December and January were horrible. FIL died. I had melanoma surgery and met with the surgeon and oncologist alone because DH was with his mom and traveling. CBT work has been great as my kids lost no time during that chaos, but by the end of it, DS needed some reminders from me. DS is getting better about telling me quickly when he encounters a stumbling block. With the CBT, we discuss problem-solving strategies so that DS can help himself when issues arise. We are in a perpetual state of flexibility.
That is a horrible December and January! I am sorry for your loss and about your health issues. ((Hugs))
This is really helpful for me to hear. I think that CBT as you are describing it could work for some kiddos with ASD, but it might need to be tailored a bit, or the therapist might need to be really insightful about people with ASD. The Attwood book I mentioned earlier about depression in individuals with ASD is CBT-based, but he gets really concrete about how a person with ASD might experience emotions (including as bodily sensations). So, it's CBT principles, but it really keeps ASD differences in mind. It brings the CBT within reach. Otherwise, the person with ASD might conclude "I don't have that feeling" or "That won't help me" when really, it just needs a little tweaking. I actually thought the book was very "rational" in a way some less emotive people would find helpful, whether they are on the spectrum or not.
What your son does with a therapist is not completely unlike what my son does with his BCBA, but the BCBA does more hands-on practice and teaching the self-monitoring while doing things as practice. I would guess that what your son and his therapist do in a session or two would need to be repeated in various contexts and with lots of help over quite a bit of time with my son (and probably would be far more steps). I can see something less hands-on and straight CBT working when he's older, potentially. The other thing about the ABA approach is that a BCBA can observe behavior (of all kinds) and draw conclusions. Then those conclusions can inform the approach. So, it requires less self-awareness on the part of the individual receiving the targeted therapy. My son is pretty self-aware, but he doesn't like to really face things head-on sometimes. So, the BCBA can see he's avoiding a task and put in supports that help him not avoid. It kinds of skips over his needing to be completely on board emotionally or cognitively, but it doesn't mean he won't connect the supports and the help with "Oh, the next time I feel like avoiding, I can try this strategy." But, an ABA can use reasoning, talking, goal-setting, etc. if that works. It's almost like a "try before you buy" experience for my son--he comes to a grudging acceptance that these things have been proven to help, lol! I am not sure I'm comparing those methods with all the important nuances, but that's been sort of our experience of late.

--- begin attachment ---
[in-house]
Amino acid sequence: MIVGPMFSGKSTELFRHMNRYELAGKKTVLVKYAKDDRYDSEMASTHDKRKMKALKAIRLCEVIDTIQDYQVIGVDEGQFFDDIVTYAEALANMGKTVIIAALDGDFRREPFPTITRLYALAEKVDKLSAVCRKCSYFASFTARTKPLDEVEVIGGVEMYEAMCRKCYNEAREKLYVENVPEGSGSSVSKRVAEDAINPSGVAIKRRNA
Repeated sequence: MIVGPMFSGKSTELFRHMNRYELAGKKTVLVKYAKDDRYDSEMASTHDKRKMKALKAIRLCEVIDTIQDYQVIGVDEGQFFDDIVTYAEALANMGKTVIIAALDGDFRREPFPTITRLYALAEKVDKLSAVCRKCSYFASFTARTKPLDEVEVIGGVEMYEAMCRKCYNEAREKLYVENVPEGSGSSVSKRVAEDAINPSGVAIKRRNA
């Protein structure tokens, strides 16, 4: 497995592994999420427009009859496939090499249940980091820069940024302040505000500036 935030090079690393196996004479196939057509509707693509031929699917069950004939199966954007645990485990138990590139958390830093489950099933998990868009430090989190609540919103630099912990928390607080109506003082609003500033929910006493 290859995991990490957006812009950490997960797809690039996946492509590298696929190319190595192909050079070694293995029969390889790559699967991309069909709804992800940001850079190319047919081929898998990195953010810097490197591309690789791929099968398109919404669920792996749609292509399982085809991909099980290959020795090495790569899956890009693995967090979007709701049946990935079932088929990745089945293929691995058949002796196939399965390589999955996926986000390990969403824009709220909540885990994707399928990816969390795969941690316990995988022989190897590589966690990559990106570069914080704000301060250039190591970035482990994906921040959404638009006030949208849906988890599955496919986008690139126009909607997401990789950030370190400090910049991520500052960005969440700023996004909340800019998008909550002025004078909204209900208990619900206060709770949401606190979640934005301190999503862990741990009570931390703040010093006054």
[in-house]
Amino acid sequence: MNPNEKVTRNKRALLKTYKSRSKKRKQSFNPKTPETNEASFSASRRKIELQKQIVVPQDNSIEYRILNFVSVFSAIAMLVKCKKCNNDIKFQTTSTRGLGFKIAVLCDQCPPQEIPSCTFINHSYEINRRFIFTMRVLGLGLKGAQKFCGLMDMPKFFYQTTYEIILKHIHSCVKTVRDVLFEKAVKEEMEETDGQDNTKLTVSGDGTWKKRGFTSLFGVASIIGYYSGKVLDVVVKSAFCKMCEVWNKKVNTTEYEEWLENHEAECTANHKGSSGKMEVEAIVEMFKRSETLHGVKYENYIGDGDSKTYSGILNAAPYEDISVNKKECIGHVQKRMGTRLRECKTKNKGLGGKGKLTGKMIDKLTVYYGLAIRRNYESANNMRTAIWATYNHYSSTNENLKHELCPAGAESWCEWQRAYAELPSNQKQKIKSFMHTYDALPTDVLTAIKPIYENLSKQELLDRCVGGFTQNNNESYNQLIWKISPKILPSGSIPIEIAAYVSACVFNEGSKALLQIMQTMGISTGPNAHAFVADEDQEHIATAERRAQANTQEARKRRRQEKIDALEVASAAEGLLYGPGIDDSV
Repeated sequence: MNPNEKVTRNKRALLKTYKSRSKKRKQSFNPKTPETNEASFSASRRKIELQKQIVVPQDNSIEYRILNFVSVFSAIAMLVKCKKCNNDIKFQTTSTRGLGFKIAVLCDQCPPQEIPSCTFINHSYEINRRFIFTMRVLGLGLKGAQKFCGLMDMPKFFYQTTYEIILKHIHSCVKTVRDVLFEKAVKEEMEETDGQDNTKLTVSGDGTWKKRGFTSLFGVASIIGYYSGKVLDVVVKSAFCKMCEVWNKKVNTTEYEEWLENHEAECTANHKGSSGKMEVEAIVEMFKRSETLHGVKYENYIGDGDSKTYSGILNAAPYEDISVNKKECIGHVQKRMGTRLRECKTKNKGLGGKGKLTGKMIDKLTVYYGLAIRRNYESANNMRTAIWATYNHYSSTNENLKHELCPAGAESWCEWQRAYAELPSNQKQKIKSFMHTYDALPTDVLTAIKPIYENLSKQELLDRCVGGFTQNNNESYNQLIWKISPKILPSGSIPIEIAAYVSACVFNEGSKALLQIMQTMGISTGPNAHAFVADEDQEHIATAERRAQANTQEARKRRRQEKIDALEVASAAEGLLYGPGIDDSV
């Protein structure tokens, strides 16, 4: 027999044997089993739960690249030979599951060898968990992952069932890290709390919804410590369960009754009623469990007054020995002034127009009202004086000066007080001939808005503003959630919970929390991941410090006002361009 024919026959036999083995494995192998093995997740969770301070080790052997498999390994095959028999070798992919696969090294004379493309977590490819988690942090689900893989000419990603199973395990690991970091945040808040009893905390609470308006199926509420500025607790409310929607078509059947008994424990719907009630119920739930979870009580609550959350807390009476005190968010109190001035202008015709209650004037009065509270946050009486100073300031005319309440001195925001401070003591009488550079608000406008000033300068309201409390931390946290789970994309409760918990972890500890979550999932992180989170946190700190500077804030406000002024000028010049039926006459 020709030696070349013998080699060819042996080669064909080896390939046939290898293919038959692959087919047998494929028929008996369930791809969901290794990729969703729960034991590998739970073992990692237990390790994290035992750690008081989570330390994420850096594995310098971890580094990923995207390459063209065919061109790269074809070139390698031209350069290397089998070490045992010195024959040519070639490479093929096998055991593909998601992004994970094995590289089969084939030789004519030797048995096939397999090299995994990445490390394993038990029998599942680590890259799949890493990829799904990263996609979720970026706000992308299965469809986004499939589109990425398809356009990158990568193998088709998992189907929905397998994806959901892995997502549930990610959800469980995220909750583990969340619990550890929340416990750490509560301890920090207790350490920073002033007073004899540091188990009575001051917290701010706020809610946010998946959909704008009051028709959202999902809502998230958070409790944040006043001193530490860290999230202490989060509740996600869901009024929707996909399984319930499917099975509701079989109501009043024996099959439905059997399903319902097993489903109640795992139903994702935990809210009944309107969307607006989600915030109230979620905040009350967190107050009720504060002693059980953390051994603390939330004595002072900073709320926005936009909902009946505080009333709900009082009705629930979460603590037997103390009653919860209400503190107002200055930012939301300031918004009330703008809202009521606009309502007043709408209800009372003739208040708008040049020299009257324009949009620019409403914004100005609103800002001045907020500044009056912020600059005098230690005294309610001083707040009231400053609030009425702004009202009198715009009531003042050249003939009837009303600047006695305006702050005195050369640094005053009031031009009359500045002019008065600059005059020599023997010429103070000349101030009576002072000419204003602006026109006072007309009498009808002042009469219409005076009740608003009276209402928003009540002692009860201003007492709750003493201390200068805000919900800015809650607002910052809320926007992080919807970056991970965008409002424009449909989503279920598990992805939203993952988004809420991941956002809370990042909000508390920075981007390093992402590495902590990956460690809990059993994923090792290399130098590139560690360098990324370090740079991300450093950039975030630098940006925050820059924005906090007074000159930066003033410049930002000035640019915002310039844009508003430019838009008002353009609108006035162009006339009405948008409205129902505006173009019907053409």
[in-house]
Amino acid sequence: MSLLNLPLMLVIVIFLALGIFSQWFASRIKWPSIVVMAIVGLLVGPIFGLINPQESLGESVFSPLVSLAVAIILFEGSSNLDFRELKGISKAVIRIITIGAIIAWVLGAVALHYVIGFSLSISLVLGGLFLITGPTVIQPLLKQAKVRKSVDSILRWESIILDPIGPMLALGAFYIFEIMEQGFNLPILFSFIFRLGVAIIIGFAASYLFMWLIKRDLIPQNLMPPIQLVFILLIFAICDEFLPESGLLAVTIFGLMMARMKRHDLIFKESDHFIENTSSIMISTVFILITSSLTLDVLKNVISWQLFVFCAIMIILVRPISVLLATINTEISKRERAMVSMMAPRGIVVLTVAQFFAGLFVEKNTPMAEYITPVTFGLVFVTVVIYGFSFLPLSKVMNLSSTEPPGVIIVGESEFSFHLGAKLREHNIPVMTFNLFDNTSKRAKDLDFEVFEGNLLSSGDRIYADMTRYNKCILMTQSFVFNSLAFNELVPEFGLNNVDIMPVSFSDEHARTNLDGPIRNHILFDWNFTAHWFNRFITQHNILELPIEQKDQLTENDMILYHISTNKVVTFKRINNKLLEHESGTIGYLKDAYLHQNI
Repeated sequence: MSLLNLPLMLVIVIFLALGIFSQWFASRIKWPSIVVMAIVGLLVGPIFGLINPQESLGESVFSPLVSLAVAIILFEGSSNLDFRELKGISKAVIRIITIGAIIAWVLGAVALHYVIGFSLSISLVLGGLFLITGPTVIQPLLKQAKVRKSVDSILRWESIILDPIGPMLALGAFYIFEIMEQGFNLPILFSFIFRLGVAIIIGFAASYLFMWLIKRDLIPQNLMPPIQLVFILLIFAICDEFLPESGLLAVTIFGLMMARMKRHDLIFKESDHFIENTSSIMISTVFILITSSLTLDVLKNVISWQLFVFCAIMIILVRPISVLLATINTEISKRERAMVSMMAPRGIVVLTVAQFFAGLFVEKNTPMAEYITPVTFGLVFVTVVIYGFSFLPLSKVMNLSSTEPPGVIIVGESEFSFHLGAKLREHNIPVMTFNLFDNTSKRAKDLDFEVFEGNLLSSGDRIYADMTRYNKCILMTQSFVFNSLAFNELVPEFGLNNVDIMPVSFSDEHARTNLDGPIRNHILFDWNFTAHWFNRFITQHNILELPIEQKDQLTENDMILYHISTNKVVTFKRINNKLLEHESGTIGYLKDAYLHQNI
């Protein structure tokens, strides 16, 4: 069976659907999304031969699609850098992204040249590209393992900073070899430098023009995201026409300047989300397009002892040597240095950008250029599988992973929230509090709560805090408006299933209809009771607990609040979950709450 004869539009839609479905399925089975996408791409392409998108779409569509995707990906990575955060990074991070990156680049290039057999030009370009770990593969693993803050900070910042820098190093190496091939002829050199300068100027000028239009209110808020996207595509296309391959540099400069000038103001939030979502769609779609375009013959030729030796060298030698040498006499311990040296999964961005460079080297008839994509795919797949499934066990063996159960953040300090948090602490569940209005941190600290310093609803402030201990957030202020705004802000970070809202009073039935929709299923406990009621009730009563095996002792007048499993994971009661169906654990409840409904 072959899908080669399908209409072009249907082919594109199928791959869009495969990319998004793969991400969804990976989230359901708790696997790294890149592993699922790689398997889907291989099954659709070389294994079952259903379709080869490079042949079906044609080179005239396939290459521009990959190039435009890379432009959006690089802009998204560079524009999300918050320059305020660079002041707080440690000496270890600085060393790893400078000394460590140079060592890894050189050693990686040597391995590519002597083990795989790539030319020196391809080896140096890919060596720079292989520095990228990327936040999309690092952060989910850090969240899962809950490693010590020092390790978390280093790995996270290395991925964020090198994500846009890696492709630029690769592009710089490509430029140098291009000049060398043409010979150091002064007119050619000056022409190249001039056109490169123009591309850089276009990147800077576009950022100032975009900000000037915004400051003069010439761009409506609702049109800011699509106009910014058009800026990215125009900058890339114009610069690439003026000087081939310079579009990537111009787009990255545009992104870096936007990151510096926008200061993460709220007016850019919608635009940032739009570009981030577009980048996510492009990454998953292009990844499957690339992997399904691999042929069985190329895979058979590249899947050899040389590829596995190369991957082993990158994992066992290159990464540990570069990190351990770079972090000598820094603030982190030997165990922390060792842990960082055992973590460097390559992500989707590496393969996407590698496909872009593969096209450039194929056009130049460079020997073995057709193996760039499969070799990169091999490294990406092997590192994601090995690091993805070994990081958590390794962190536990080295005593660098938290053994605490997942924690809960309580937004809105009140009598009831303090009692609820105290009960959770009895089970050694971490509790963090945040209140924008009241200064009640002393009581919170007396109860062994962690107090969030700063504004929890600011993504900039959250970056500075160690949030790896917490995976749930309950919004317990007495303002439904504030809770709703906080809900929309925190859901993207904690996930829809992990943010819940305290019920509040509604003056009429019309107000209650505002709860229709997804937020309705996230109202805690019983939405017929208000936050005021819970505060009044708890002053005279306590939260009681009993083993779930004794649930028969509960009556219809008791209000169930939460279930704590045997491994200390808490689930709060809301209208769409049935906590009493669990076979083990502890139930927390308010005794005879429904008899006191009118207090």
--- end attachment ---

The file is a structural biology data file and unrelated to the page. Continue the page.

The things your son is allowed to do or misses out on for doing the CBT work is very ABA-like also with reinforcers. So, I think maybe CBT and ABA for someone on the spectrum who doesn't have a really high need for support would not be all that different depending who is implementing it and how well they can tailor things for someone on the spectrum.
Thank you for taking the time to type some of that out. I am hoping that even if this is a bit of a rabbit trail, it will be helpful to people reading, and if Katy is able to find a life-coach for her son, this might help her know what things to ask given her son's individual strengths.